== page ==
• In order to sell the best gemstones, it was necessary to work with cutters who facet our rough, recut or repolish as necessary. We can control the cutting if we are faceting from rough and this makes a tremendous difference as we can facet for beauty and not weight which has been the norm.
  • Responses to emails and phone calls are typically immediate or within a few hours unless on the road selling to stores or traveling abroad.
  • We have been in business for over 30 years and are known for high quality colored gemstones, many of which are unique, unusual, one-of-a-kind and frequently precision faceted.. You have our 100% Customer Satisfaction Guarantee as well as our Lifetime Guarantee – our website has more information.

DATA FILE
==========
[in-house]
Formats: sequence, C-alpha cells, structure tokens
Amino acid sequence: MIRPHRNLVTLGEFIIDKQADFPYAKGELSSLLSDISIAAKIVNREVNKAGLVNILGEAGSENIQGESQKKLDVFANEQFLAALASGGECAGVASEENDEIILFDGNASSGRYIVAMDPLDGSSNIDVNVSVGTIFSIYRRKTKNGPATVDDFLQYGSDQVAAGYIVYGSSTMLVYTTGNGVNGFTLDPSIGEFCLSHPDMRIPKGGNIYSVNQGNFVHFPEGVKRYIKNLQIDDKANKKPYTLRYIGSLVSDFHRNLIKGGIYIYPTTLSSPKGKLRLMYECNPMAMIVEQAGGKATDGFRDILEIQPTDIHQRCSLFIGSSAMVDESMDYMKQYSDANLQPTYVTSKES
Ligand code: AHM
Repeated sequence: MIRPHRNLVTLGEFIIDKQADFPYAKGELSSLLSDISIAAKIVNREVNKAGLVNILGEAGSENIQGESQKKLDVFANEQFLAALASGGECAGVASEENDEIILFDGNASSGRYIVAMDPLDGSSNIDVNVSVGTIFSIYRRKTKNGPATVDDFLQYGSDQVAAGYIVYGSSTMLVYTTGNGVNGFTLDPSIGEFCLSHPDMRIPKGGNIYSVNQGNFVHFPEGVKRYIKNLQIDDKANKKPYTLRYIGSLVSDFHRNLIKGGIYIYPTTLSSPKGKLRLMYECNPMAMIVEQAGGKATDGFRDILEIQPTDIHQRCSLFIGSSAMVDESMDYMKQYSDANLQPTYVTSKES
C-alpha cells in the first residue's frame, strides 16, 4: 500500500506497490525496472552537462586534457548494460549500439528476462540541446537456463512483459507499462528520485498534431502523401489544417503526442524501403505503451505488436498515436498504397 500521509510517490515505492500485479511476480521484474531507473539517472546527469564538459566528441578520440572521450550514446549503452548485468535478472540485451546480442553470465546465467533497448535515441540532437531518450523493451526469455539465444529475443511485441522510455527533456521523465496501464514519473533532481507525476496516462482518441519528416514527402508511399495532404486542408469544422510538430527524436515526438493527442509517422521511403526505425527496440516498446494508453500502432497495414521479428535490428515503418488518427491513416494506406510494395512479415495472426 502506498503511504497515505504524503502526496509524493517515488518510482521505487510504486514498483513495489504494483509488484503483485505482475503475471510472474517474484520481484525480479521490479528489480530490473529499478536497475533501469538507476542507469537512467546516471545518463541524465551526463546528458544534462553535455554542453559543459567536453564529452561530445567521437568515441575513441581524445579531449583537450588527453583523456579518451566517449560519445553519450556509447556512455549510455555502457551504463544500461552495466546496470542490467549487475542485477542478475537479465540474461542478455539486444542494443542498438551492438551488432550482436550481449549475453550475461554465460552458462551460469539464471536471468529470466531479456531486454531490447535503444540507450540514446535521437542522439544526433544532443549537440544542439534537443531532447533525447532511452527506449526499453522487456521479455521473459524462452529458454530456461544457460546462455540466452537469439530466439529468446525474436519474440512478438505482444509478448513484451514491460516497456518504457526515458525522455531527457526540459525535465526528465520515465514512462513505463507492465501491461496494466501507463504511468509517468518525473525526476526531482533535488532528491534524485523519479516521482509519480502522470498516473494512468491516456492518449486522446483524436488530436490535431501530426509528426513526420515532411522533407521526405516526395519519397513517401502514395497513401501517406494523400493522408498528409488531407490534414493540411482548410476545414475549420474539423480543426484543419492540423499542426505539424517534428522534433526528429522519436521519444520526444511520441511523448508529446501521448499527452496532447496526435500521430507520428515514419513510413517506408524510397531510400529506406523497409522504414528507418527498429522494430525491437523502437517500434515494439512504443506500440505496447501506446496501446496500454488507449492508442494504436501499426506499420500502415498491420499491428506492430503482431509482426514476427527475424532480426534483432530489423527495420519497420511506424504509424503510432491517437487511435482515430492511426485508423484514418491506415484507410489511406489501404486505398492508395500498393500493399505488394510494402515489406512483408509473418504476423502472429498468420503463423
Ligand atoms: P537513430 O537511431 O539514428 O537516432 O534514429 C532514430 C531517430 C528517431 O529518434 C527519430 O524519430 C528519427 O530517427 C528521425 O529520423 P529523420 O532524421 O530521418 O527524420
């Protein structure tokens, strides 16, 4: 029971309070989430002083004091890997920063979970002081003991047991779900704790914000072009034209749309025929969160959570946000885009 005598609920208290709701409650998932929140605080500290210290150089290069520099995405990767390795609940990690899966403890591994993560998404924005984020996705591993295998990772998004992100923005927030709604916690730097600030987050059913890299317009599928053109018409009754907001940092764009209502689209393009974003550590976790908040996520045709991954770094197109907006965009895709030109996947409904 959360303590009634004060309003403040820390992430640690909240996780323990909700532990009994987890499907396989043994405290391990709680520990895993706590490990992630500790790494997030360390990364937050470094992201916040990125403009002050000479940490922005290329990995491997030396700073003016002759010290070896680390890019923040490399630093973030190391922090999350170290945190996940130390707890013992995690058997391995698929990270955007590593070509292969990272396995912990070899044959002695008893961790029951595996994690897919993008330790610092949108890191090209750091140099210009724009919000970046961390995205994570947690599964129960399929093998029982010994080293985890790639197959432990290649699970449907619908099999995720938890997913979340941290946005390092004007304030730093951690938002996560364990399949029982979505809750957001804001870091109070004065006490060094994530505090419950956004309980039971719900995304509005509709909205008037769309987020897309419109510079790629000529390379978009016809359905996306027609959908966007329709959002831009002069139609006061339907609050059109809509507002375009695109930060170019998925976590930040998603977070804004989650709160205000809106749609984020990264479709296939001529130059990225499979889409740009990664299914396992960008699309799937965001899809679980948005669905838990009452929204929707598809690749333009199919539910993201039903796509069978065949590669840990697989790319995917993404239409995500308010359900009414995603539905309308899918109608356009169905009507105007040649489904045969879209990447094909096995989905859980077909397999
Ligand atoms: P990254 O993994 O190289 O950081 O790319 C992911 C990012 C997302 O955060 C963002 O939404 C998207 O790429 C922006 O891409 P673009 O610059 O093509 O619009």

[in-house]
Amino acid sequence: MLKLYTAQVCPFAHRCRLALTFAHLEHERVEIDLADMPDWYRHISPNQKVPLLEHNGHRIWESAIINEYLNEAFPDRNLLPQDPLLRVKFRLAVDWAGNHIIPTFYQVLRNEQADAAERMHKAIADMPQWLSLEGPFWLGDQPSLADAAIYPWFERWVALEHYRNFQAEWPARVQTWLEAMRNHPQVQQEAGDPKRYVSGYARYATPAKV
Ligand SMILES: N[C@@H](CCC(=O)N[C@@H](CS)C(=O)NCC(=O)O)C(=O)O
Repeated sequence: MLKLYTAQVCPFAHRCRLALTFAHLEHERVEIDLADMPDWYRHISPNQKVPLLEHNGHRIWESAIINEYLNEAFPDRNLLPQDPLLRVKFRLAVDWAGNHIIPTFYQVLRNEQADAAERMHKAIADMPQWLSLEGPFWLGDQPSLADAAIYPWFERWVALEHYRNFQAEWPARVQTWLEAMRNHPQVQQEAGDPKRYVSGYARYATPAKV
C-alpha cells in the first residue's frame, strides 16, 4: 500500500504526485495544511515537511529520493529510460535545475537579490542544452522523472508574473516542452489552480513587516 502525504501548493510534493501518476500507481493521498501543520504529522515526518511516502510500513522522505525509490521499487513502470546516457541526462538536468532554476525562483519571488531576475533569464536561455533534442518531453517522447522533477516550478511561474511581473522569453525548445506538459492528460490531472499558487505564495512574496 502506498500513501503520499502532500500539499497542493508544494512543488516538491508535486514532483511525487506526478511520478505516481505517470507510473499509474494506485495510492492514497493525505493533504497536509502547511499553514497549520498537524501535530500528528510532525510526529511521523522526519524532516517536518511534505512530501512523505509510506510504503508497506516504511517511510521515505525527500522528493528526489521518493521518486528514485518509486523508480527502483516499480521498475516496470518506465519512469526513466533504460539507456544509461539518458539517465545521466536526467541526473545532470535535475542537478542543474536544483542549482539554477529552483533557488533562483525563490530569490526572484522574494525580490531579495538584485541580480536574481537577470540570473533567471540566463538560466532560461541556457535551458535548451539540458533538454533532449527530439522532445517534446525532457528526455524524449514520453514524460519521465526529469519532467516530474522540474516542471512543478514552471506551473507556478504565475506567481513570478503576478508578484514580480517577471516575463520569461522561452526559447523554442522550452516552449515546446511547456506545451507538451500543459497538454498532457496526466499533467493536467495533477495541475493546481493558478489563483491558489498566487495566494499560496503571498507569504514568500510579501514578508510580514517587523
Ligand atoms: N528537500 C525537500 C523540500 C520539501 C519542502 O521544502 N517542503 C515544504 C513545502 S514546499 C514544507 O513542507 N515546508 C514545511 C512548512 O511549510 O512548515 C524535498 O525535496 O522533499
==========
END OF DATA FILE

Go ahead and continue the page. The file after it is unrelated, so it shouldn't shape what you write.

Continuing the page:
The gemstone business has changed dramatically over the past 31 years…  I have travelled to many places of the world purchasing gemstones and rough directly from the source, and have had a web presence since 1999.  Even with a degree in gemology from GIA (Gemological Institute of American), it takes time and effort to stay abreast of all the new treatments/enhancements; older ones now permeate the market.  It is always best to purchase from someone who has the reputation, knowledge, discloses treatments/enhancements and who stands behind ALL items sold.

 

L. Allen Brown is a Gemologist (GIA) with over 30 years of experience in the industry and has traveled to gem producing countries seeking faceted gems and rough at their source. He is CEO of All That Glitters, a Massachusetts based business involved in the importing and faceting of fine quality colored gemstones.